In addition to writing, R. G. enjoys mountain climbing, hiking, skiing, biking, movies and traveling the American West.

Customer Reviews

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Most Helpful Customer Reviews

9 of 10 people found the following review helpful By Midwest Book Review on December 10, 2001
Format: Hardcover
Rotting Face by author and historian R. G. Robertson is an accurate and revealing historical account of the cruelty of a devastating disease that decimated a people with no immunological defense against it. Variola major, commonly known as smallpox, dubbed "Rotting Face" was first carried to Native American peoples by means of a steamboat voyage, and carved a deadly swath of sickness, suffering, and death everywhere it spread. It destroyed the American Indian cultures of the Mandan, Hidatsa, and Arickara in less than a year, devoured entire villages of the Blackfeet, and claimed more lives from the Northern Plains tribes in one year than all the military expeditions ever sent against American Indians. Rotting Face is a compelling, graphic account dedicated to providing cold, hard facts and dispelling myths, particuarly in regard to the role of whites in the spread of this lethal disease. Highly recommended reading for anyone with an interest in Native American history, as well as the history of deadly diseases.
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Format: Hardcover
An excellent and eyeopening review of the effects that smallpox had on Native American populations, with detailed information from journals kept at Fort Clark (North Dakota) on the Missouri River circa 1830s. Additional historical context of earlier smallpox incursions that literally altered the human landscape of North America. Followed up with a site visit to Fort Clark (now a N.D. State Historic site), which brought the read to life. A must read for those with interest in Native American history and their early struggles with disease brought by European and Spanish incursion into North America.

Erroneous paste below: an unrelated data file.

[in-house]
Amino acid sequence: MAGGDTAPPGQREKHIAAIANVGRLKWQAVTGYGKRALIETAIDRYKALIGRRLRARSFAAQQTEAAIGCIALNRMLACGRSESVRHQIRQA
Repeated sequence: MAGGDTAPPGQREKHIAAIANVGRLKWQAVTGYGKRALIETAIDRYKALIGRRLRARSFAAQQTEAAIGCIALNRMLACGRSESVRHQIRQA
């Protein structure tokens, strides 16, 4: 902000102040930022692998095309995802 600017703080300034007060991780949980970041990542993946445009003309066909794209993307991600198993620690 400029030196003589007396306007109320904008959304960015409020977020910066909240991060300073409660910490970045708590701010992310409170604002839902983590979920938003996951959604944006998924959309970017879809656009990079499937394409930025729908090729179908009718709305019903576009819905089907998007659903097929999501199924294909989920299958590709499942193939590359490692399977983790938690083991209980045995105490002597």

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1 of 1 people found the following review helpful By D. Johnson on September 17, 2009
Format: Hardcover
R. G. Robertson's Rotting Face: Smallpox and the American Indian relates the 1837-1838 smallpox epidemic that devastated the Native American population. Topic certainly fills a void in the smallpox and Native American literature. Robertson reveals the interdependent relationship between the Native Indians and the settlers' fur trade. Other secondary elements surface as well such as the power of an Indian woman and the amount of interracial mixing that took place outside of the towns.
Robertson tracks every step of the epidemic as smallpox attacked " like a scythe mowing the summer hay." I appreciate the attention to detail in everything from the fur trade hierarchy, to smallpox symptoms to an Indian chief's attire. However, at times the author's pain-staking details prove to be a fault and make for tedious periods in the book.
In addition, the work is written for the general public as essential terms applicable to smallpox and Indian history are clearly defined. Robertson does plainly admit some potential inaccuracies in his statistics and references due to an incomplete record of Native American history. Although he makes this disclaimer, he makes many assumptions and relates them in the format of " No doubt Chardon felt..." and "No doubt Chardon thought...", a bit of an excessive liberty in my opinion.
Despite the criticisms, I would recommend this book because it adds an untold piece to the puzzle of smallpox history and American history.